Opening remarks
Kondor, Imre, Rector of Collegium Budapest, Professor of Physics at Eötvös Loránd University (ELTE), Budapest.
Book Presentation at Collegium Budapest
March 6, 2007

Excellencies, Colleagues, Ladies and Gentlemen,

It is a great pleasure for me to introduce this book presentation and a great honour for us to have such a distiguished audience on this occasion. The book itself, the English language edition of János Kornai’s intellectual autobiography, will be presented by two distiguished experts, the historian Gábor Klaniczay and the economist and banker György Surányi. Both of them are in a better position and more competent than myself to assess the significance of this great work. As the rector of Collegium Budapest, I would, therefore, like to focus on the relationship between the author and this institute.

As you may know, Collegium Budapest is an Institute for Advanced Study, a special genre among the various types of research establishments. The archetype is the Princeton Institute for Advanced Study which was created by an exceptional combination of generous philantropy and farsighted scientific vision to provide a home for some of the greatest minds of the last century, Albert Einstein, John von Neumann and Kurt Gödel among them. The Princeton Institute later became a model for a few other similar institutes in the US and Europe. All of these are different as to their size and precise scientific profile, but all share a number of important common characteristics. They are multidisciplinary and international, they are run by a small group of permanent staff and they regard as their main mission to create a stimulating environment for a group of carefully selected scholars who are invited for a given period of time to work in peace, relieved from the everyday chores of academic life, like teaching, committee work, or grant hunting. The idea is to provide a chance for pure scholarly work, writing a book, and recharge one’s batteries in the company of people coming from different disciplines and different cultures.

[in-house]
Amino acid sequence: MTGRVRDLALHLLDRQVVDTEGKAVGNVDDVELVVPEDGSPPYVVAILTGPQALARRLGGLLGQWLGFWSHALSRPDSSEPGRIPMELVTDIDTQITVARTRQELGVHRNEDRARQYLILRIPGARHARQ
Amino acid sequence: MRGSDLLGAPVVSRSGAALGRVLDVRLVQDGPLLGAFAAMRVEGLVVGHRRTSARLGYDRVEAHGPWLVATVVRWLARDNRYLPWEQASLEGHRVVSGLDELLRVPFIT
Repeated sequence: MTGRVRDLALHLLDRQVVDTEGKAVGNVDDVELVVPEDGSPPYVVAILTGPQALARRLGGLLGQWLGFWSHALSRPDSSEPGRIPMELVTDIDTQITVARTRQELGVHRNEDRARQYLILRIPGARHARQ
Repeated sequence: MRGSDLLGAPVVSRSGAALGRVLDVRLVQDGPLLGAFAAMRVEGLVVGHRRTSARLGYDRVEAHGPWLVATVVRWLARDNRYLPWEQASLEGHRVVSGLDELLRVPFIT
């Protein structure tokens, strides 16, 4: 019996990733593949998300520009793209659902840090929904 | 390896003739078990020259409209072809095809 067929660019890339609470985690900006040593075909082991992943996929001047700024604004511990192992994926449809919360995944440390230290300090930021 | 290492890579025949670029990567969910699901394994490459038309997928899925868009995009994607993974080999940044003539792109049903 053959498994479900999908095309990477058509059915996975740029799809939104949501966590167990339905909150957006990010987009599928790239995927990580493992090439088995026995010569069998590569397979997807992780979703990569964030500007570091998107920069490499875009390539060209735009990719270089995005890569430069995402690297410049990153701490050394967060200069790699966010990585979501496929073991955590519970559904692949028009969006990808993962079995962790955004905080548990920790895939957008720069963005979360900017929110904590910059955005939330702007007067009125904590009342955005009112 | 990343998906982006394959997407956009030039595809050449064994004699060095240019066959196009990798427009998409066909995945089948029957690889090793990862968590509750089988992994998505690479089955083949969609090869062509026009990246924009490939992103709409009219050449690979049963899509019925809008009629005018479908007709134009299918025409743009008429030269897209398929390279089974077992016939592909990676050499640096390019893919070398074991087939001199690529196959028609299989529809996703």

As you will learn from the autobiography, János Kornai spent a year at Princeton in 1983. Another visitor there at the time was Wolf Lepenies, a renowned German social scientist, later to become the rector of the Wisseschaftskolleg zu Berlin, the largest and the most active of the European Institutes for Advanced Study. I suspect that the germ of the idea to create a similar institute in Budapest may date back to this period.

It is not a conjecture but a fact, however, that Lepenies approached the Hungarian Academy of Sciences with the idea at the end of the eighties. He got a favourable reception from the then president Iván Berend, and preliminary organization activity, especially to find willing sponsors started at that time. In the meantime History with a capital H brought about a blessed moment when, in an atmosphere of general enthusiasm and goodwill about the reunification of Europe, it became possible for our German colleagues to secure the support of a truly unique consortium of six European states, Germany, France, Switzerland, Austria, Holland, and Hungary, as well as that of a few private foundations, most notably the Landis and Gyr Kulturstiftung from Switzerland, and the Tercentenary Foundation of the Bank of Sweden. It was this group of sponsors who founded Collegium Budapest in 1992.

János Kornai was asked to collaborate in building up the institute at the very beginning. He declined the position of rector, especialy because in that period he was still sharing his time between Harvard University and Budapest, but he was willing to accept the role of permanent fellow. With his Princeton experience, with his inside knowledge of the ways and means of the most prestigeous European and American institutions of higher learning, with his international contacts, and his acute sense of scientific autonomy, he has left an indelible mark on the insitute. He helped building up the institutional framework, establish procedures, and, above everything else, setting standards. He committed his international prestige and influence to the cause of the Collegium when its autonomy was called in question. The institute owes a tremendous lot to János Kornai, and I am happy to acknowledge this moral debt.